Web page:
History Of Weed Essay, Research Paper
HISTORY OF WEED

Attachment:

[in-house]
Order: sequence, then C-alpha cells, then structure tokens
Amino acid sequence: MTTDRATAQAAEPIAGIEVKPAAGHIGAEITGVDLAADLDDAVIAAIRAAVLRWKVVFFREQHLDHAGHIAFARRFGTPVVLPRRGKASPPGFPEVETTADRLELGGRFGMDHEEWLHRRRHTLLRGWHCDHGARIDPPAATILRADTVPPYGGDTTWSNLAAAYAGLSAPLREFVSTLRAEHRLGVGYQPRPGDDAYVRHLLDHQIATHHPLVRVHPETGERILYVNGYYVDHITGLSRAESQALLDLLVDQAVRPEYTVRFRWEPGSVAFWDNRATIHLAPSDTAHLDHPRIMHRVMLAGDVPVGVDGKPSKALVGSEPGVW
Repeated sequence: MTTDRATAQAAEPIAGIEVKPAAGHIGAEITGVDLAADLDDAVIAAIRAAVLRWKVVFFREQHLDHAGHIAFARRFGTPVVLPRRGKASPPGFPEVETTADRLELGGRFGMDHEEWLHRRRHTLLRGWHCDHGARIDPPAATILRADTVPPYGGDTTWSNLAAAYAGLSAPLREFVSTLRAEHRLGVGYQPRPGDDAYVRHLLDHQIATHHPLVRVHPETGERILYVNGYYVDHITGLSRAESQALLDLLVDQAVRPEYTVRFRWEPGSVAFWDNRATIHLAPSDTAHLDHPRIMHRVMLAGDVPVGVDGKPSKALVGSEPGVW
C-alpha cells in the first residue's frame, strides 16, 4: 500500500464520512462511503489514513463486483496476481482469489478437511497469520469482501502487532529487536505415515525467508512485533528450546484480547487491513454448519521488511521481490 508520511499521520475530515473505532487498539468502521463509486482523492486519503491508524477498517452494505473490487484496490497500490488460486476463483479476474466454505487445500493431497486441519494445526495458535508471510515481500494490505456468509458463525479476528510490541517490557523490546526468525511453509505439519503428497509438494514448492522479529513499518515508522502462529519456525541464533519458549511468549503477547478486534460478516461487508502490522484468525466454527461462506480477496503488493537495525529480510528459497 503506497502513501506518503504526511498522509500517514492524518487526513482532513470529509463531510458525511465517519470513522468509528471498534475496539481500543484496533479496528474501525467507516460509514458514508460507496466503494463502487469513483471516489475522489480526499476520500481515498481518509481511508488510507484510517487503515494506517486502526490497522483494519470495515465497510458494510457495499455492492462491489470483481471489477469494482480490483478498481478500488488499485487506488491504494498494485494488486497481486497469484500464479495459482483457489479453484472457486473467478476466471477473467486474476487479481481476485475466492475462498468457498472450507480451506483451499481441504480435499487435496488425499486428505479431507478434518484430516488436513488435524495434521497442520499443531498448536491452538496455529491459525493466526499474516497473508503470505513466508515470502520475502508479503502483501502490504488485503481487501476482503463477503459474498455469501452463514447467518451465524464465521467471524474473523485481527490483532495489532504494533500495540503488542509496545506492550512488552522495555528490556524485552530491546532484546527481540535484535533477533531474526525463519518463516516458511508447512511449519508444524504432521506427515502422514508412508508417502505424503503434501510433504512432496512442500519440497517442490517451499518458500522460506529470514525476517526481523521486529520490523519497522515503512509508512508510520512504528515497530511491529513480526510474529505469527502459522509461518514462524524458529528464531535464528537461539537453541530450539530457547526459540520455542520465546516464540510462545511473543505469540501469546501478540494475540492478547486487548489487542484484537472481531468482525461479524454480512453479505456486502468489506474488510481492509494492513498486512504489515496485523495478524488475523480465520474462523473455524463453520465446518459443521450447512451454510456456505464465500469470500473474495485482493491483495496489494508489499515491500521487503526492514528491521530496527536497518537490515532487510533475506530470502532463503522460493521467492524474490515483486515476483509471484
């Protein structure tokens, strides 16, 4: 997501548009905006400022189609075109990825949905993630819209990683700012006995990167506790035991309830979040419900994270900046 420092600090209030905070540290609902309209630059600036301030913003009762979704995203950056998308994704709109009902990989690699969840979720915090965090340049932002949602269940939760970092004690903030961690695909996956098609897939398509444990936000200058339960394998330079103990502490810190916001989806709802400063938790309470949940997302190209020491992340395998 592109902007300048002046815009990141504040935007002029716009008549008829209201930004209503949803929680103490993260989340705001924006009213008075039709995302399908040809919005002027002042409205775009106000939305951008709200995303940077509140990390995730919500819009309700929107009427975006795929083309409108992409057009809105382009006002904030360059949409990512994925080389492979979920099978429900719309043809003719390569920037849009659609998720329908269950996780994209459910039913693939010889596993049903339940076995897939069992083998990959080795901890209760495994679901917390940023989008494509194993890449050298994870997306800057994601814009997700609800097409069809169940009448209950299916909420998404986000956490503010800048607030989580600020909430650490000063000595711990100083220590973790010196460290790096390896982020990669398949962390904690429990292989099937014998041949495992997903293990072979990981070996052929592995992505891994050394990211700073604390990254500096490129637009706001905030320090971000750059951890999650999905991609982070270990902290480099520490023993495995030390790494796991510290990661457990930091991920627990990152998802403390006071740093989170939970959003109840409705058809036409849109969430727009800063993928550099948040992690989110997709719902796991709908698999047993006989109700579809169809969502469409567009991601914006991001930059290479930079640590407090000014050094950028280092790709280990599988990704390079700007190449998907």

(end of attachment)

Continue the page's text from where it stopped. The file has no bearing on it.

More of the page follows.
Marijuana in the New World By: Erica Marijuana in the New World The first definite record of the marijuana plant in the New World dates from 1545 AD, when the Spaniards introduced it into Chile. It has been suggested, however, that African slaves familiar with marijuana as an intoxicant and medicine brought the seeds with them to Brazil even earlier in the sixteenth century. There is no record that the Pilgrims brought marijuana with them to Plymouth but the Jamestown settlers did bring the plant to Virginia in 1611, and cultivated it for its fiber. Marijuana was introduced into New England in 1629. From then until after the Civil War, the marijuana plant was a major crop in North America, and played an important role in both colonial and national economic policy. In 1762, Virginia awarded bounties for hemp culture and manufacture, and imposed penalties upon those who did not produce it. George Washington was growing hemp at Mount Vernon three years later-presumably for its fiber, though it has been argued that Washington was also concerned to increase the medicinal or intoxicating potency of his marijuana plants.* *The argument depends on a curious tradition, which may or may not be sound, that the quality or quantity of marijuana resin (hashish) is enhanced if the male and female plants are separated before the females are pollinated. There can be no doubt that Washington separated the males from the females. Two entries in his diary supply the evidence: May 12-13, 1765: “Sowed Hemp at Muddy hole by Swamp.” August 7, 1765: `-began to separate [sic] the Male from the Female Hemp at Do- rather too late.” George Andrews has argued, in The Book of Grass: An Anthology of Indian Hemp (1967), that Washington’s August 7 diary entry “clearly indicates that he was cultivating the plant for medicinal purposes as well as for it’s fiber.” -, He might have separated the males from the females to get better fiber, Andrews concedes-but his phrase “rather too late” suggests that he wanted to complete the separation before the female plants were fertilized-and this was a practice related to drug potency rather than to fiber culture. British mercantile policy hampered American hemp culture for a time during and after the colonial period by offering heavy bounties on hemp exported from Ireland; but the American plantings continued despite this subsidized competition. At various times in the nineteenth century large hemp plantations flourished in Mississippi, Georgia, California, South Carolina, Nebraska, and other states, as well as on Staten Island, New York. The center of nineteenth-century production, however, was in Kentucky, where hemp was introduced in 1775. One Kentuckian, James L. Allen, wrote in 1900: “The Anglo-Saxon farmers had scarce conquered foothold in the Western wilderness before they became sowers of hemp. The roads of Kentucky . . . were early made necessary by the hauling of hemp. For the sake of it slaves were perpetually being trained, hired, bartered; lands perpetually rented and sold; fortunes made and lost…. With the Civil War began the decline, lasting still.” The invention of the cotton gin and of other cotton and wool machinery, and competition from cheap imported hemp, were major factors in this decline in United States hemp cultivation. The decline in commercial production did not, however, mean that marijuana became scarce. As late as 1937, the American commercial crop was still estimated at 10,000 acres, much of it in Wisconsin, Illinois, and Kentucky. Four million pounds of marijuana seed a year were being used in bird feed. During World War II commercial cultivation was greatly expanded, at the behest of the United States Department of Agriculture, to meet the shortage of imported hemp for rope. Even decades after commercial cultivation has been discontinued, hemp can often be found growing luxuriantly as a weed in abandoned fields and along roadsides. Indeed, the plant readily spreads to additional territory. The area of Nebraska land infested with “weed” marijuana was estimated in 1969 at 156,000 acres. * * One acre of good land yields about one thousand pounds of marijuana, enough for almost one million marijuana cigarettes. The medicinal use of marijuana in the United States. It has often been alleged that American marijuana, cultivated primarily as a fiber, has little or no psychoactive effect. Nineteenth-century observers knew better. Dr. Walton sums up: Hemp grown for fiber in Kentucky has been shown to contain a substantial degree of … potency. H. C. Wood, in 1869, prepared an alcoholic extract of hemp grown near Lexington and proceeded to test the product himself. A large [oral] dose (20 to 30 grains) produced marked effects and, on subsequent occasions, milder but definite effects were obtained with doses as low as 1/4 grain. This latter dose is lower than the usual dose of the Indian extract and was probably the result of a more than usually selective extraction. Houghton and Hamilton in 1908 concluded from animal experiments that the Kentucky hemp was fully as active as the best imported Indian product. In any event, it is clear that the potentiality of hashish abuse has always existed with this type of hemp production. Comparative studies made by the National Institute of Mental Health on marijuana experimentally grown at the University of Mississippi in 1969 and 1970 indicate that primarily the seed planted determines the relative low potency of American-grown marijuana. Marijuana grown in Mississippi from high-quality Mexican seed proved to contain much more of the psychoactive substance (THC) than marijuana from domestic seed grown on the same plot and harvested and processed in the same way. The NIMH studies also refute the widespread belief that the female marijuana plant yields more potent leaf. Flowers and leaves of male plants from Mexican seeds yielded 1.47 percent THC as compared with 1.31 percent for female plants.15 The female plant does, however, yield more resin or hashish. Laboratory tests of United States “weed” marijuana indicate that its THC content is very low. A 1971 study published in Science, however, suggests that the THC determinations as currently made are a poor index of the effectiveness of marijuana when smoked; the smoke may be considerably more potent than the THC determinations indicate. Between 1850 and 1937, marijuana was quite widely used in American medical practice for a wide range of conditions. Ile United States Pharmacopoeia, which through the generations has maintained a highly selective listing of the country’s most widely accepted drugs, admitted marijuana as a recognized ‘ medicine in 1850 under the name Extractum Cannabis or Extract of Hemp, and listed it until 1942. The National Formulary and United States Dispensatory, less selective, also included monographs on marijuana and cited recommendations for its use for numerous illnesses. In 1851 the United States Dispensatory reported: Extract of hemp is a powerful narcotic [here meaning sleep-producing drug], causing exhilaration, intoxication, delirious hallucinations, and, in its subsequent action, drowsiness and stupor, with little effect upon the circulation. It is asserted also to act as a decided aphrodisiac, to increase the appetite, and occasionally to induce the cataleptic state. In morbid states of the system, it has been found to cause sleep, to allay spasm, to compose nervous disquietude, and to relieve pain. In these respects it resembles opium; but it differs from that narcotic in not diminishing the appetite, checking the secretions, or constipating the bowels. It is much less certain in its effects, but may sometimes be preferably employed, when opium is contraindicated by its nauseating or constipating effects, or its disposition to produce headache, and to check the bronchial secretion. The complaints in which it has been specially recommended are neuralgia, gout, rheumatism, tetanus, hydrophobia, epidemic cholera, convulsions, chorea, hysteria, mental depression, delirium tremens, insanity, and uterine hemorrhage. Many eminent British and American physicians recommended marijuana as an Effective therapeutic agent. Dr. J. Russell Reynolds, Fellow of the Royal Society and Physician in Ordinary to Her Majesty’s (Queen Victoria’s) Household, reported in Lancet in 1890, for example, that he had been prescribing cannabis for thirty years and that he considered it “one of the most valuable medicines we possess” Sir William Osler, professor of medicine at the Johns Hopkins and later Regius Professor of Medicine at the University of Oxford, stated in his 1898 discussion of migraine headaches that “marijuana is probably the most satisfactory remedy” for that distressing condition.* * Others who recommended marijuana for migraine headaches included the Committee on Cannabis Indica of the Ohio State Medical Society (1860); Dr. G. S. D. Anderson in the Boston Medical and Surgical Journal (now the New England Journal of Medicine) (1863); Dr. Edward John Waring in his textbook, Practical Therapeutics (1874); Dr. C. W. Suckling in the Britis Medical Journal (1881); Dr. J. B. Mattison in the St. Louis Medical and Surgical Journal (1891); and Dr. A. A. Stevens in his textbook, Modern Materia Medica (1903). (We are indebted to Dr. Tod H. Mikuriya for a number of these and other historical references to the medical history of marijuana.) To meet the substantial nineteenth- and early twentieth-century medical demand for marijuana, fluid extracts were marketed by Parke Davis, Squibb, Lilly, Burroughs Wellcome, and other leading firms and were sold over the counter by drugstores at modest prices. Grimault and Sons actually marketed ready-made marijuana cigarettes for use as an asthma remedy. As medicine progressed after 1903, marijuana’s use declined, but its therapeutic value remained unchallenged, and doctors continued to prescribe it. Early recreational use of marijuana in the United States. A number of colorful references to the recreational use of marijuana and hashish in the nineteenth century are available. Lush descriptions of their personal experiences were published by Baudelaire, Gautier, Dumas Pere, and other members of a Parisian institution, the Club des Hachichins, where strong forms of marijuana were eaten. In December 1856 a young American, Fitz Hugh Ludlow, of Poughkeepsie, New York, published an account of his own marijuana-eating experiences in Putnam’s Magazine, which he then expanded to 371 pages in The Hasheesh Eater, a book published by Harper and Brothers the following year. Young Ludlow had read De Quincey’s Confessions of an English Opium Eater, and was probably influenced as well by the French accounts of hashish eating published in the 1840s. His interest in drugs thus kindled, he made friends with a Poughkeepsie apothecary named Anderson and soon Anderson’s drugstore was his favorite “lounging place.” He wrote: Here, many an hour have I sat…. [He later wrote,] and here especially, with a disregard to my own safety which would have done credit to Quintus Curtius, have I made upon myself the trial of the effects of every strange drug and chemical which the laboratory could produce. Now with thbe chloroform bottle beneath my nose have I set myself careering upon the wings of a thrilling and accelerating life, until I had just enough power remaining to restore the liquid to its place upon the shelf, and sink back into the enjoyment of the delicious apathy which lasted through the few succeeding moments. Now ether was substituted for chloroform, and the difference of their phenomena noted, and now some other exhilarant, in the form of an opiate or stimulant, was the instrument of my experiments, until I had run through the whole gamut of queer agents within my reach …. When the circuit of all the accessible tests was completed, I ceased experimenting, and sat down like a pharmaceutical Alexander, with no more drug worlds to conquer. * * He was sixteen years old at this time. One spring morning in the early 1850s, however, apothecary Anderson greeted young Ludlow with a question: “Have you seen my new acquisitions?” Ludlow “looked toward the shelves in the direction of which he pointed, and saw, added since my last visit, a row of comely pasteboard cylinders enclosing vials of the various extracts prepared by Tilden & Co. . . . I approached the shelves, that I might take them in review.” One of the Tilden products was a marijuana extract. After consulting the United States Dispensatory (quoted above) and Johnson’s Chemistry of Common Life, Ludlow took ten grains of it. Nothing happened. A few days later he took fifteen grains. Again nothing happened. Gradually, by five grains at a time, I increased the dose to thirty grains, which I took one evening half an hour after tea. I had now almost come to the conclusion that I was absolutely unsusceptible of the hasheesh influence. Without any expectation that this last experiment would be more successful than the former ones, and indeed with no realization of the manner in which the drug affected those who did make the experiment successfully, I went to pass the evening at the house of an intimate friend. In music and conversation the time passed pleasantly. The clock struck ten, reminding me that three hours had elapsed since the dose was taken, and as yet not an unusual symptom had appeared. I was provoked to think that this trial was as fruitless as its predecessors. Ha! What means this sudden thrill? A shock, as of some unimagined vital force, shoots without warning through my entire frame, leaping to my fingers’ ends, piercing my brain, startling me till I almost spring from my chair. I could not doubt it. I was in the power of the hasheesh influence. Ludlow went on eating marijuana extract on occasion for the next four years, from the age of sixteen to the age of twenty. Then he stopped, and reported his experiences at inordinate length. Marijuana continued in use after the Civil War as a rare and exotic drug claiming relatively few devotees by twentieth-century standards. The Scientific American reported in 1869: “The drug hashish, the cannabis indica of the U.S. Pharmacopoeia, the resinous product of hemp, grown in the East Indies and other parts of Asia, is used in those countries to a large extent for its intoxicating properties and is doubtless used in this country for the same purpose to a limited extent.” The December 2, 1876, issue of the Illustrated Police News confirmed that conjecture with a drawing showing five attractive young women in exotic clothing, reclining on divans-several of them visibly intoxicated. The drawing was captioned, “Secret Dissipation of New York Belles: Interior of a Hasheesh Hell on Fifth Avenue.” Water pipes (hookahs) similar to those used for smoking hashish were conspicuously displayed. The most impressive evidence of hashish smoking in nineteenth-century America appears in an anonymous article published in Harper’s New Monthly Magazine for November 1883, entitled “A Hashish-House in New York.” It opened with a dialogue: “And so you think that opium-smoking as seen in the foul cellars of Mott Street and elsewhere is the only form of narcotic indulgence of any consequence in this city, and that hashish, if used at all, is only smoked occasionally and experimentally by a few scattered individuals?” “That certainly is my opinion, and I consider myself fairly well informed.” “Well, you are far from right, as I can prove to you. . . . There is a large community of hashish smokers in this city [New York], who are daily forced to indulge their morbid appetites, and I can take you to a house up-town where hemp is used in every conceivable form, and where the lights, sounds, odors, and surroundings are all arranged so as to intensify and enhance the effects……… The next night the author with his friend visited a “hasheesh house” on or near Forty-second Street west of Broadway. The hashish smokers there, the author was informed, “are about evenly divided between Americans and foreigners; indeed, the place is kept by a Greek, who has invested a great deal of money in it. All the visitors, both male and females are of the better classes, and absolute secrecy is the rule. The house has been opened about two years, I believe, and, the number of regular habitues is daily on the increase. ” Dr. Kane was also told: “Smokers from different cities, Boston, Philadelphia, Chicago, and especially New Orleans, tell me that each city has its hemp retreat, but none so elegant as this.” The maintenance of secrecy, the date of opening (presumably 1881), and other aspects of the New York City account suggest that when police pressure was put on opium-smoking dens in New York City and elsewhere after 1875, their place was taken by “hasheesh hells” modeled after them. Liquid cannabis plus ergot-the drug from which LSD was later derived-were taken by Frank Dudley Beane, M.D., and reported by him in the Buffalo Medical Journal in 1884. Dr. Beane’s “trip,” after a period of “hilarious exhalation and constant volubility,” ended in deep sleep. The ready availability of hashish in candy form in Baltimore was reported in 1894 by Dr. George Wheelock Grover in his book, Shadows Lifted or Sunshine Restored in the Horizon of Human Lives: A Treatise on the Morphine, Opium, Cocaine, Chloral and Hashish Habits: “Once while passing down the leading business street in Baltimore, I saw upon a sign above my head, ‘Gungawalla Candy, Hashish Candy.’ I purchased a box of the candy and, while waiting with two or three medical friends at the Eutaw House in Baltimore, determined that I would experiment upon myself [and] test the power of this drug. I took a full dose at 11 o’clock in the forenoon.” Hashish taken orally is much slower-acting than smoked hashish, and Dr. Grover felt nothing for about three hours. Then the drug “manifested its peculiar witchery with scarcely prelude or warning.” Dr. Grover remarked to his friends, sitting at the dining room table with him: It is undoubtedly here a day of jubilation or of something in the way of celebration. You perceive that the tables are set with golden plate, that the waiters all seem to be dressed in velvet costumes, and that hundreds of canary birds are singing in gilded cages. It must be a celebration of a good deal of magnitude, as the many bands of martial and orchestral music seem all to be playing at once. The occasional use of cannabis for recreational purposes continued into the twentieth century. One New York City physician, Dr. Victor Robinson, reported in 1910 that he personally had taken fluid extract of cannabis (U.S.P.) and had on several occasions supplied it to his friend’s -in part out of scientific curiosity but also just for fun. General John pershing’s troops were said to have brought marijuana back with them from Mexico where they were chasing Pancho Villa in 1915. “Old persons in Kentucky report seeing colored field hands break up and load their pipes with dried flowering tops of the plants and smoke them,” Dr. J. D. Reichard of Lexington, Kentucky told a scientific meeting in 1943. In short, marijuana was readily available in the United States through much of the nineteenth and early twentieth centuries, its effects were known, and it was occasionally used for recreational purposes. But use was at best limited, local, and temporary. Not until after 1920 did marijuana come into general use-and not until the 1960s did it become a popular drug.